#ParisCommuneAt150 | Women in the Paris Commune: Their legacy in the building an international Women’s Alliance

Presentation by Marie Boti

What are the lessons and inspiration we can draw from the women in the Paris Commune to serve us in building our International Women’s Alliance?

  1. Internationalism – Internationalist spirit present in the Commune, particularly among the women who formed the Women’s Union for the Defense of Paris— l’Union des Femmes. The organization was a member of the First International founded by Karl Marx. People like Louise Michel, Natalie Lemel and Elizabeth Dmitrieff were all part of it.  

Dmitrieff was born in Russia and was a co-founder of the Russian section of the First International. She had been sent to London to work with Marx and study the London worker’s movement. After the declaration of the Paris Commune, the London General Council decided to send Dmitrieff as one of two envoys to the Commune. She would later become a leader of the women’s union in the Commune.

 “The Commune’s internationalist spirit was upheld right at the outset, when the foreigners elected to it were confirmed, because “the flag of the Commune is the flag of the World Republic.”

Today in our work and activism, we are often taken up with our day-to-day problems and realities; it is difficult to turn one’s attention to what is happening in other parts of the world. And yet we are all connected. We know that what happens elsewhere, whether it be wars, migration, pandemics, climate change, the price of basic necessities, will impact us too.  Being aware and learning from each other’s experiences helps to strengthen our own movements and organizations.

In my organization in Montreal, Women of Diverse Origins, we come from many different countries and many of us have roots in on-going struggles of the people in our homelands, as well as the daily struggles in Montreal, Quebec, Canada.

Their struggles inspire us. For example, in the context of the feminicides in Latin America, which one of us was not touched when the Chilean women came out with their choreography EL violador eres tu? Accusing authorities of being complicit in the ongoing feminicides.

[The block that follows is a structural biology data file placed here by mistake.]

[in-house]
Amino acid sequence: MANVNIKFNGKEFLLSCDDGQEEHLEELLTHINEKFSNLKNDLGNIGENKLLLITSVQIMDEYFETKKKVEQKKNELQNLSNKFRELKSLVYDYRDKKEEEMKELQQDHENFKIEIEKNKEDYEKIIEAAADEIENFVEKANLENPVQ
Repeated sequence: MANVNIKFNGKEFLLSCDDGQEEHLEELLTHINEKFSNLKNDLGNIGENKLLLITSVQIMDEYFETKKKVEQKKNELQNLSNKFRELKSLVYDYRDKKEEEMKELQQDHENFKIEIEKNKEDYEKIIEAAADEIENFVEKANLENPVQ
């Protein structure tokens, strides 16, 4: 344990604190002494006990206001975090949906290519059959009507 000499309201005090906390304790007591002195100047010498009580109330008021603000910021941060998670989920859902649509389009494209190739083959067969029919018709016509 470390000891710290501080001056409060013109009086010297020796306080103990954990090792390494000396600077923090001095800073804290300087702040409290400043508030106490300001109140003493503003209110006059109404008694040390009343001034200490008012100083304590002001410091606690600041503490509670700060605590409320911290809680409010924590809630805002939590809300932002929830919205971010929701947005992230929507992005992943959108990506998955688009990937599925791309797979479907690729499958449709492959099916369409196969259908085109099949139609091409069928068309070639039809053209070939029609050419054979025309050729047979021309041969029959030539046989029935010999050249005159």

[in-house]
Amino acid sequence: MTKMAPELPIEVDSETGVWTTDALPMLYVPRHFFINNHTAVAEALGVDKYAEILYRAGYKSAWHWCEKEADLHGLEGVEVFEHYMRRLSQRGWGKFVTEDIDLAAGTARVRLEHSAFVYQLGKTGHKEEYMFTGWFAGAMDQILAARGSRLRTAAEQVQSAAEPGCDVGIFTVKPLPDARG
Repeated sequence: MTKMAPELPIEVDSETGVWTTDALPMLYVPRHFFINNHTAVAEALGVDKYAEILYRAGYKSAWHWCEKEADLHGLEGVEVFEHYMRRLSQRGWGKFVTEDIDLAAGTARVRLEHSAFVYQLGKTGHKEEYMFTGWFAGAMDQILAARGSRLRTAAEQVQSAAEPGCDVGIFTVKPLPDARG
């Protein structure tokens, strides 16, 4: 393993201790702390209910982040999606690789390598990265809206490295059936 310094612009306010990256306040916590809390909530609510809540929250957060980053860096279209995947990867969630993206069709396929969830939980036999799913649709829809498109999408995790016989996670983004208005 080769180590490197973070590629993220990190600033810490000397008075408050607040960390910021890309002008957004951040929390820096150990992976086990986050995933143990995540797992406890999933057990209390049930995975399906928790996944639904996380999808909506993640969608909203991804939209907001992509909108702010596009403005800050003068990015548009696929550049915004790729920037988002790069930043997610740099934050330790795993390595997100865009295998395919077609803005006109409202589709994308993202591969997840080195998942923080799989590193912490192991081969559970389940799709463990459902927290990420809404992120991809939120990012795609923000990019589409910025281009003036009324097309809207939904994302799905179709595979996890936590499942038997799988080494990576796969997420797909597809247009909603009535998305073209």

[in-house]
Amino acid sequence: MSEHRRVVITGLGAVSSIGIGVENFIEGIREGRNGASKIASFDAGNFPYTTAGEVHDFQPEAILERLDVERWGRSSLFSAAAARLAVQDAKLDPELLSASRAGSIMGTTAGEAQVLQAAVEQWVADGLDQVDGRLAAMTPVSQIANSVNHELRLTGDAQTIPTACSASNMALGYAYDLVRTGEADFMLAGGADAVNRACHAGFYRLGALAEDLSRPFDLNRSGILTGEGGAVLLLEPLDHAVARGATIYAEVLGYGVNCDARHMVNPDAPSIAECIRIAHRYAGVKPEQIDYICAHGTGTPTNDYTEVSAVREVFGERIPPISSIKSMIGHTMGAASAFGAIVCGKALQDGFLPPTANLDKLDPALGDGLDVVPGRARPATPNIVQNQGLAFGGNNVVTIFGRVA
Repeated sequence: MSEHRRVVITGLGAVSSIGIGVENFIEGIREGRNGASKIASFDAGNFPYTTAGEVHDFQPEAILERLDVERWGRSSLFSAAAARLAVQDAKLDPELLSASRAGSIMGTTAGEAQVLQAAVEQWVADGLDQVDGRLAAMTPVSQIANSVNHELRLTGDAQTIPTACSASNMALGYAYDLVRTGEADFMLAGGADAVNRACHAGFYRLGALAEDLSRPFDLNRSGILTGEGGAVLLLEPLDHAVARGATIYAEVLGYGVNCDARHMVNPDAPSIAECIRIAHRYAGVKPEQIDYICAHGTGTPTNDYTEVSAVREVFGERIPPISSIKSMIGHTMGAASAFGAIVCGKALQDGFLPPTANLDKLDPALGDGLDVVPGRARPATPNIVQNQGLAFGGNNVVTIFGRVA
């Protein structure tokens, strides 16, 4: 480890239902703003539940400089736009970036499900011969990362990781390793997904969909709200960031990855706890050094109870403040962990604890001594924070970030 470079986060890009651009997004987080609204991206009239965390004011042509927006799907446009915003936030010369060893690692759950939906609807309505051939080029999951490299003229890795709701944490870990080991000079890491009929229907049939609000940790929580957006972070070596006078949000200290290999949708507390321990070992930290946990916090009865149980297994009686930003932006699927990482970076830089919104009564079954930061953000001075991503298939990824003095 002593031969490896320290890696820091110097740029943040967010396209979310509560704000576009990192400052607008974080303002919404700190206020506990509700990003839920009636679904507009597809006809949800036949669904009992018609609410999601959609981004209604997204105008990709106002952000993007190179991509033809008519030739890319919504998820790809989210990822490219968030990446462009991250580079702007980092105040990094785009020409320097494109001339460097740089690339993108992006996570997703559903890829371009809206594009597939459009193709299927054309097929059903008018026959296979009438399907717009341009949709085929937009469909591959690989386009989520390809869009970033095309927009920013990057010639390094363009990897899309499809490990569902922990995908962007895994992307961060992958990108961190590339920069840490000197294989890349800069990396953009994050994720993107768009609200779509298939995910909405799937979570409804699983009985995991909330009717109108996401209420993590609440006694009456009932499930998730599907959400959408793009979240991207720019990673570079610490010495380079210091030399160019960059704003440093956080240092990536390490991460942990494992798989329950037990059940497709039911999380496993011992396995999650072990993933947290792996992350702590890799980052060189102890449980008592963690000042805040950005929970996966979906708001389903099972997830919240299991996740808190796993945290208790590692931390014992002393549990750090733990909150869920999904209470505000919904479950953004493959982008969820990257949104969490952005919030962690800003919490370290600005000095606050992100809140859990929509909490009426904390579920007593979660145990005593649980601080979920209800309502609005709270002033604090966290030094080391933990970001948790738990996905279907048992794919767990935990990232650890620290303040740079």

And how many of us danced along to One Billion Rising- which refers to the one billion women who will be a victim of violence in their lifetimes,

How many rejoiced seeing the brave Kurdish women warriors who defended their region of Rojava and kept ISIS at bay. Or the brave women in Philippines who stare down generals and police to challenge the government’s repression of community activists and political opponents. They risk disappearance, assassination or legal harassment daily.  Several of them are among us here today.

And how many of us here in Canada and the US join in yearly marches to denounce the Missing and Murdered indigenous women, and have been marked forever and inspired by the Black Lives Matter movement, which was frontlined by women, including some of our own IWA leaders.

We are all one and we need each other in our struggles.

  • Count on the working-class women – support the fight for their basic needs: work, livelihood, access to children’s education, health care. The Women’s Union and the other clubs and vigilance committees proved to be the most active communards with a strong organized mass base. They cared for the wounded, defended the city, their homes and neighbourhoods on the barricades. They were among the fiercest and most dedicated fighters.

Our IWA Alliance is also made up primarily of grassroots organizations, institutions, alliances whose focus is the rights and welfare of toiling women. This is what binds us, and helps overcome divisions that may affect the women’s movement overall, this connection with the daily struggles of toiling women.

  • Anti-imperialist solidarity